With any luck, this could be the last week of the Biden Agenda, as Senate Democrats are growing more and more impatient and demanding the Vice President do more to end the Senate’s logjam on a package of legislative priorities.
By now, the Biden Agenda, the legislative priorities of Vice President Joe Biden, must be old news. But, like many things about Joe Biden, much of it is widely known but not talked about.
Why does the Biden Agenda matter? Because this is the stuff that Joe Biden cares about.
Biden began his public life by championing civil rights issues, including the right to vote. And although he first became Vice President, he hasn’t just focused on issues that are important to African Americans, but broadly speaking, the good of the nation. He’s passed his fair share of bills that help poor Americans and, more than anybody, Biden is famous for being able to get legislation passed by relying on Senators from the other party who don’t have to worry about losing elections just because they voted for his bill.
Biden’s clout at times was controversial. Some considered him too open to bipartisan cooperation. But, if he strikes the right deals, Biden could still count on Democratic and Republican votes to get his agenda passed in the Senate.
As we know, President Obama has taken up many of Biden’s bills. The unemployment benefits extension. Child care. Education. And now the Biden Agenda.
When Obama began his presidency, he decided he would like to run for reelection after two terms. The result was the New Majority Project which asked the president to “think long and hard” about whether he wanted to run for reelection or set up his own reelection operation, with an eye toward helping him win another term. The New Majority Project believed that the next two years would be crucial in breaking through gridlock in Washington and upending Washington’s dysfunctional ways.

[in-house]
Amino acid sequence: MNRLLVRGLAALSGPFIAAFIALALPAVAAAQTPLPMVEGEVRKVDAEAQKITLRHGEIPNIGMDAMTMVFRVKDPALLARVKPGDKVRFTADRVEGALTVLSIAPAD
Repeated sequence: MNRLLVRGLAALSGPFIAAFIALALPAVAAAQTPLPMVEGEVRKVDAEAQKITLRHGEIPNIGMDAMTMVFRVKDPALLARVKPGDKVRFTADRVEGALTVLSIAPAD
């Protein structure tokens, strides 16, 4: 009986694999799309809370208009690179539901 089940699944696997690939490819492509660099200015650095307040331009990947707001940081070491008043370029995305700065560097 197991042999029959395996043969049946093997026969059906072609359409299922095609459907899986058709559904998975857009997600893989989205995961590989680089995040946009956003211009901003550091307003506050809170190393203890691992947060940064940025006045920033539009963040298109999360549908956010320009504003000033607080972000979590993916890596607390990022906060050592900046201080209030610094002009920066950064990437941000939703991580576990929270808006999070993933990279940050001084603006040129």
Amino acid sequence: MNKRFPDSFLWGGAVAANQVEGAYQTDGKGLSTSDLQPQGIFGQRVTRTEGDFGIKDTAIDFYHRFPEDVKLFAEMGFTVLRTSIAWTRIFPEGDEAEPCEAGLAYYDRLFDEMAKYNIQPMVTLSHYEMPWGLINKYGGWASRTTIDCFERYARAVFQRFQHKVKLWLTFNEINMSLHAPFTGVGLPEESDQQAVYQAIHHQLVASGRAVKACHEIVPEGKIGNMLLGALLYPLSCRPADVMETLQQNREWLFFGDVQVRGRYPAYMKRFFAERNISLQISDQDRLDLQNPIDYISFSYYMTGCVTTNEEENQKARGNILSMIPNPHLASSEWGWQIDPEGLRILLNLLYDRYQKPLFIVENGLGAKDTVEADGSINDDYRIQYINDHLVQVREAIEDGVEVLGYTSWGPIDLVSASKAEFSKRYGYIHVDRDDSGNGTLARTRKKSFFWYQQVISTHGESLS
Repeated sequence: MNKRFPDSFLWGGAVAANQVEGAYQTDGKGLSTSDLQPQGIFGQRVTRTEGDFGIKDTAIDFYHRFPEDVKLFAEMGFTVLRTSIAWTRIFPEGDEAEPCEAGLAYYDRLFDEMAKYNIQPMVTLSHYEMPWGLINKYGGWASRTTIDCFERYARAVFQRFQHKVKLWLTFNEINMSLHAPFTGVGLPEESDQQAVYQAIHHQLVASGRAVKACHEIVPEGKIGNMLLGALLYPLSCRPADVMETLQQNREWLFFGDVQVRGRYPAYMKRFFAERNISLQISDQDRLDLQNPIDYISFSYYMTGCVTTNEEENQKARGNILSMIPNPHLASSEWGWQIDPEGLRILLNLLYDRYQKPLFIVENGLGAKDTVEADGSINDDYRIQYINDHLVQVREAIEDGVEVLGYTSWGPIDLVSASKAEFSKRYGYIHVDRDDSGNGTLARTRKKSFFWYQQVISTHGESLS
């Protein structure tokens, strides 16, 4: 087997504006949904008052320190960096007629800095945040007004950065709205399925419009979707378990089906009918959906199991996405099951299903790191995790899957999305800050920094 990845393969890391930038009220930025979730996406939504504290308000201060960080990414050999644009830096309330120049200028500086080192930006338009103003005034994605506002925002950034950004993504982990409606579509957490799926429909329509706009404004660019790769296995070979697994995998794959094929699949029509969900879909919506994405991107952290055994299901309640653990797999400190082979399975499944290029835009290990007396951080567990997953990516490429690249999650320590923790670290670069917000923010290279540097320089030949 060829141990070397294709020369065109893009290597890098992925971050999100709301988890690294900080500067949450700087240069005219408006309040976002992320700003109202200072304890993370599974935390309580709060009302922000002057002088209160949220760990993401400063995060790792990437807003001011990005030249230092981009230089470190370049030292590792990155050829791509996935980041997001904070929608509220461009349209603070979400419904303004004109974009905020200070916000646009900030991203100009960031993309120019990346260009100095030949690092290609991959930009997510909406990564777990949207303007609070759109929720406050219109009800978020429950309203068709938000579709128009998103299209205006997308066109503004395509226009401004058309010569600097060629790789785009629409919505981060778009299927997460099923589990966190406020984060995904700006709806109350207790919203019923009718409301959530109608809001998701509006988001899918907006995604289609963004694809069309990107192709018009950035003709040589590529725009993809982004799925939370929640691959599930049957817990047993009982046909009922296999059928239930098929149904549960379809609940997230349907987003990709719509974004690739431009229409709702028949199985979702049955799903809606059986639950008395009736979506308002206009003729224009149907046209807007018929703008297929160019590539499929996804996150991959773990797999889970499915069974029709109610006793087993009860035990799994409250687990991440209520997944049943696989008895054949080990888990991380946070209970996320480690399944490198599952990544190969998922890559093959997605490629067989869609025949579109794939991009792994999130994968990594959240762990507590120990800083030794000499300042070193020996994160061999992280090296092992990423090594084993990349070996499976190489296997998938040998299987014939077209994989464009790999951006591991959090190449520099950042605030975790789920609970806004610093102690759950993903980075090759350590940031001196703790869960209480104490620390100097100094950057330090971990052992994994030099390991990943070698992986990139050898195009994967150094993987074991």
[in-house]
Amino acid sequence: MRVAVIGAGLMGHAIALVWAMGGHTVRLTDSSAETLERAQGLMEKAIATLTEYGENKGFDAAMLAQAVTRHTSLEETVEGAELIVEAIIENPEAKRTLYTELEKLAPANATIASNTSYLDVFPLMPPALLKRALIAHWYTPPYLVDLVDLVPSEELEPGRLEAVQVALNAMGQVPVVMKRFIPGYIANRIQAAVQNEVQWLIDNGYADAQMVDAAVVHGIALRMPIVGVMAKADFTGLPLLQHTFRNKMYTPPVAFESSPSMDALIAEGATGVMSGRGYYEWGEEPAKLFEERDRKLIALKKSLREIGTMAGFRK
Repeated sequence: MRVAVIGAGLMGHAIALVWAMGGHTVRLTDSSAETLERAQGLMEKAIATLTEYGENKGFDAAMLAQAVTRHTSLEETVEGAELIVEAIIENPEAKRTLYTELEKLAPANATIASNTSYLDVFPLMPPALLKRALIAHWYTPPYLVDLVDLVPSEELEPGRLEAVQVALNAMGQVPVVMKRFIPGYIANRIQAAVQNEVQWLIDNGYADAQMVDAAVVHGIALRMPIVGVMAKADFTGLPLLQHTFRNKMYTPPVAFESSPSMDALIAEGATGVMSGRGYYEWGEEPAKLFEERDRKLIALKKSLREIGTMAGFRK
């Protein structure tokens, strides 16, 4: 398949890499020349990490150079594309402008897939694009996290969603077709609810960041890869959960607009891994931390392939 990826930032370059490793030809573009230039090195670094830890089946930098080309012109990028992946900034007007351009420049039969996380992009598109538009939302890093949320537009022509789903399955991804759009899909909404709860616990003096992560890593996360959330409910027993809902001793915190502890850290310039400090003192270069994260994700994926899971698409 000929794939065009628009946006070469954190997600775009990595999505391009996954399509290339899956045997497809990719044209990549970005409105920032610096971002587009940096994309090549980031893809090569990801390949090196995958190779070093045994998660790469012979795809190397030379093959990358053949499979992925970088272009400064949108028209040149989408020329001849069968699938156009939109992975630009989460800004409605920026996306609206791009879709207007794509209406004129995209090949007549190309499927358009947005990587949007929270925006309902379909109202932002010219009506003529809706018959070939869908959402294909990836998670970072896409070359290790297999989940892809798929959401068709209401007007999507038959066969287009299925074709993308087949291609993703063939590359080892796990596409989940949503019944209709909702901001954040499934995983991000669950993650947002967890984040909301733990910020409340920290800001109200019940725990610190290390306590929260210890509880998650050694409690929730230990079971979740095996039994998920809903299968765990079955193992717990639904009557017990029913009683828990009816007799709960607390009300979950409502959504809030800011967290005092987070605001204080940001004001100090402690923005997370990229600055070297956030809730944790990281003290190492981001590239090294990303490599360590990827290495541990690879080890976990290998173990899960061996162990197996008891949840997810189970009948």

…And if the Biden Agenda moves forward, it could be a key part of an all-hands-on-deck effort to find solutions to some of the big challenges facing the country.
Over the past four years, Joe Biden has garnered great respect from the people he’s known for years, both Republicans and Democrats. But there is concern that the effort to get a Biden Agenda off the ground, slowed down as it has been by this logjam, may fizzle. What’s more, the effort could be stymied if Democratic lawmakers on Capitol Hill don’t have any confidence that the Vice President will persuade them to support a deal. And so a long line of bills that would benefit middle class Americans and that the Biden Agenda would support, fell by the wayside.
The Biden Agenda is hanging by a thread. If this becomes a partisan standoff, it may disappear.
Biden has met with the White House and Senate leaders to discuss ways to break the logjam. Biden has laid out an outline of what could be a package that would help tackle issues like human trafficking, homeownership and mental health.
But now, with a possible government shutdown looming, there are Democratic demands for new witnesses, new documents and new votes from Republicans before any deal can be brokered.
The White House and Senate Democrats are trying to forge a consensus.
Meanwhile, the Vice President is meeting with Democratic Senators and probably about a dozen others.